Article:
Although this trade policy could be withdrawn at any point by the EU, at present its existence means there is little incentive for very poor countries like Tanzania to open up its market through an EPA. On the other hand, relatively economically richer nations like Kenya who do not benefit from Everything But Arms are keen for the security of an EPA to protect against devastating scenarios arising such as when the EU temporarily imposed tariffs on Kenyan cut flowers in 2014.
But an even deeper concern is whether EPAs actually facilitate sustainable development. Many Africans think not. For example, Nigerian campaigners against an EU-west Africa trade deal argue that a reduction in tariffs will make imported machinery cheaper and thus undermine domestic industrial growth.
EPA provisions effectively tie the hands of governments, restricting their ability to formulate their own industrial policies and collect revenues from tariffs - an important source of income for nations where other forms of taxation are difficult to raise. Such factors have led to the type of charge levelled by John Magufuli, Tanzania’s president, that EPA provisions resemble a “form of colonialism”.
An underlying worry explaining the reluctance of some African leaders to sign up to EPAs is their suspicion that the biggest winners in such “partnerships” will be European exporters. Their worry is well founded. EPAs may boost exports of commodities like sugar, meat and dairy products from better-off African nations.
However, EPAs appear to do little to address the fundamental injustice of Africa being caught in the trap of being primarily an exporter of raw materials. The coffee trade illustrates this. The bulk of Africa’s coffee exports to the EU consists of unrefined green coffee beans. Whilst it is estimated that in 2014, Africa earned about $2.4 billion from the trade, this figure should be contrasted with the value of processed coffee re-exports accrued by Germany which for the same period stood at approximately $3.8 billion.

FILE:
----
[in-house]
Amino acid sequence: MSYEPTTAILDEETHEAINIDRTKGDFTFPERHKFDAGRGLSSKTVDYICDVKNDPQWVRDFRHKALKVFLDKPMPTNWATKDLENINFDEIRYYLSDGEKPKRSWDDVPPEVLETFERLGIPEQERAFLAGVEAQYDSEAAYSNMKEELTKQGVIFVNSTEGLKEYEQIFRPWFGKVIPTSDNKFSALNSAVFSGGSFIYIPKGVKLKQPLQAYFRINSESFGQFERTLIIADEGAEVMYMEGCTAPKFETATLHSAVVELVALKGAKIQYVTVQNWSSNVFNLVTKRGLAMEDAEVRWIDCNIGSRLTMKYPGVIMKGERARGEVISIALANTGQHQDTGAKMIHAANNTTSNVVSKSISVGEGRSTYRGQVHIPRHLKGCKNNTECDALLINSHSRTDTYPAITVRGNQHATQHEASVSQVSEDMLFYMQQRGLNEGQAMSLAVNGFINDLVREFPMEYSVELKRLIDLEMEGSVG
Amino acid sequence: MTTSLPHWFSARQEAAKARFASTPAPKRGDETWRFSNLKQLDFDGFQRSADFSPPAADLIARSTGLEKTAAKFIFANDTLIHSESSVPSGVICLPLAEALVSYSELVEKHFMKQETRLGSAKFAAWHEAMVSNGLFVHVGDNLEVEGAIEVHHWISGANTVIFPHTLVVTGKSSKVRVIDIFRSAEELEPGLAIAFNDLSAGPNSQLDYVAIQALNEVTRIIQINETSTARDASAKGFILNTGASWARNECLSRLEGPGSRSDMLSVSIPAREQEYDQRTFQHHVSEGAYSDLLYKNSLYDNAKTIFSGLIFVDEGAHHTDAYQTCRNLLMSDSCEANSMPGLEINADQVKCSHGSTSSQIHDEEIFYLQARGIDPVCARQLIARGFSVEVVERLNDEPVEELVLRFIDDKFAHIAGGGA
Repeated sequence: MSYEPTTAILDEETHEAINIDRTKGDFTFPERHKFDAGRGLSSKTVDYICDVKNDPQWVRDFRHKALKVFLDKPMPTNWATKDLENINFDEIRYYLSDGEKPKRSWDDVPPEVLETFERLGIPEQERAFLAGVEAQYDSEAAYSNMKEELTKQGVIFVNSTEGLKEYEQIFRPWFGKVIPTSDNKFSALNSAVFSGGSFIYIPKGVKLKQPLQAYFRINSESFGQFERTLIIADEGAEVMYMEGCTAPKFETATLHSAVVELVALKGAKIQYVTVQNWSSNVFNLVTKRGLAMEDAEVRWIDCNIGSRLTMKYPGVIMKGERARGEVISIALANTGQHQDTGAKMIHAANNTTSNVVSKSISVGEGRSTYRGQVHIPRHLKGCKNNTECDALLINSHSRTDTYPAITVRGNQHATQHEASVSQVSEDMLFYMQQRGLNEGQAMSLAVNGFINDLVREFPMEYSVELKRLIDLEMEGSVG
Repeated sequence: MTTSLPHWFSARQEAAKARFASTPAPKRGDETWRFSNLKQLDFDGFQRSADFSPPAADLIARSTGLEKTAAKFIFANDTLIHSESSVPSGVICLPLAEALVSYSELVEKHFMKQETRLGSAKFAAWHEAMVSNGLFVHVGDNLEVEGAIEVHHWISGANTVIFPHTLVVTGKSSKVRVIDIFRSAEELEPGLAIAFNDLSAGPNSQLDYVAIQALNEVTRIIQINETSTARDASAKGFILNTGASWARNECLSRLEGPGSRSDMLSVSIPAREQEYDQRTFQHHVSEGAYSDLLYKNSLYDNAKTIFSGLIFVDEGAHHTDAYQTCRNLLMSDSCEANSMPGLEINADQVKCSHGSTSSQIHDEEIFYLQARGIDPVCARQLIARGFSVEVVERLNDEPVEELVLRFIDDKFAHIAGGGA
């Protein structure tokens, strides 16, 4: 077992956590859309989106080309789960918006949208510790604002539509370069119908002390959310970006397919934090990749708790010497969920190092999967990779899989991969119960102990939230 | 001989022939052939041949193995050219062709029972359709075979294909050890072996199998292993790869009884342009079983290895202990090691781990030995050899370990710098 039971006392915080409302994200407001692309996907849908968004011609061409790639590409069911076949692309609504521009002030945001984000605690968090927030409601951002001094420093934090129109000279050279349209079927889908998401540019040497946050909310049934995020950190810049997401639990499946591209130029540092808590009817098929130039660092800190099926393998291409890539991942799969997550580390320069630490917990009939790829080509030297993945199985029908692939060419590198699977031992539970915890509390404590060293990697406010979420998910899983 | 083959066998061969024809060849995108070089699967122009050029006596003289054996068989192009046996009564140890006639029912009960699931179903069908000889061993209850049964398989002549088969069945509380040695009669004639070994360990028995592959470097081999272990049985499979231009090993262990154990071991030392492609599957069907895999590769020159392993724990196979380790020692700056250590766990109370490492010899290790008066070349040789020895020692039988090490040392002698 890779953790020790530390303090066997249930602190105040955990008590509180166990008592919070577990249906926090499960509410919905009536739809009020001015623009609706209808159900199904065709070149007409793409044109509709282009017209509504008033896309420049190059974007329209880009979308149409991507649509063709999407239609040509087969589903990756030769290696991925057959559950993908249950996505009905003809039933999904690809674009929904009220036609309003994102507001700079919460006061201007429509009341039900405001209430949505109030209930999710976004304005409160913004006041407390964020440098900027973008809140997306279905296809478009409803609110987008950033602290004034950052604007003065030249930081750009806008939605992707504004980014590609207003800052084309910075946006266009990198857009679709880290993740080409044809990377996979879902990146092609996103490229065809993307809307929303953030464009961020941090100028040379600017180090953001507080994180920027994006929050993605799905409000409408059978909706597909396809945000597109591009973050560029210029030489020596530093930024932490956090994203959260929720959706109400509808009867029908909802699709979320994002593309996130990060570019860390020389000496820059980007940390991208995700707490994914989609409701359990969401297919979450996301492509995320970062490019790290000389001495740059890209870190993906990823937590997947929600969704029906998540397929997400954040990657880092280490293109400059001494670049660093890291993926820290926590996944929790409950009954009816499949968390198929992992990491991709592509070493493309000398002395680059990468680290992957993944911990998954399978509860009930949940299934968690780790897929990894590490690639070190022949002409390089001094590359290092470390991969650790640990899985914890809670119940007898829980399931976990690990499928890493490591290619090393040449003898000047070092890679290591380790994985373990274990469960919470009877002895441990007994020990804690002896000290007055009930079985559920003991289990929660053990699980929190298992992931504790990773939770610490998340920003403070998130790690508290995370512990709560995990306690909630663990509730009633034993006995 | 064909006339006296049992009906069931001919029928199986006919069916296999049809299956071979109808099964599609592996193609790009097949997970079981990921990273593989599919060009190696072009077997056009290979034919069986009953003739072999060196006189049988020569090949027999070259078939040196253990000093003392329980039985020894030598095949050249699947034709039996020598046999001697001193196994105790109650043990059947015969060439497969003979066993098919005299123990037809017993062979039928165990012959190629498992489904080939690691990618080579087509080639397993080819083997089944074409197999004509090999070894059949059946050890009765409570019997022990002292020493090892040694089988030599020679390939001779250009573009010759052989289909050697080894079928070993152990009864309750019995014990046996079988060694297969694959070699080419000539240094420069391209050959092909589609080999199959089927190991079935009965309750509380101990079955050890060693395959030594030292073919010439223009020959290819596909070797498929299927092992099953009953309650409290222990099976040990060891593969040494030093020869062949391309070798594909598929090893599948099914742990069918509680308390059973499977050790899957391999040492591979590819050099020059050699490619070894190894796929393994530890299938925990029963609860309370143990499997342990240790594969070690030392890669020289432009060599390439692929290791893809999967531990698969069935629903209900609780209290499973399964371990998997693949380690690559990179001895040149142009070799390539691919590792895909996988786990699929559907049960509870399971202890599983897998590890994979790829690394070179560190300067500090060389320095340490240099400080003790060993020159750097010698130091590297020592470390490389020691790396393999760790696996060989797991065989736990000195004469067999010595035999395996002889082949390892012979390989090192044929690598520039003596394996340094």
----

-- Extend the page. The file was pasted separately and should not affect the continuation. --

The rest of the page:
This is one of many examples of the way that existing economic arrangements are stacked against African nations being able to add value to their exports by processing or manufacturing its raw materials.
The need for greater intra-African trade
Unless and until Africa-EU trade agreements can redress these structural economic obstacles to investment in African economies, they are unlikely to prove effective in achieving sustainable development. In the meantime, African leaders are perhaps justified in placing more hope in the African Continental Free Trade Area (CFTA) approved by the African Union in 2012.
Due to a highly fragmented market, intra-regional trade within Africa is a mere 18%. Bringing together 54 African countries with a population of more than one billion people and combined GDP of more than US $3.4 trillion, the CFTA may prove a surer way of growing local economies and protecting ACP populations against the turbulence of rising and falling tides of the global market.
Henry Longbottom SJ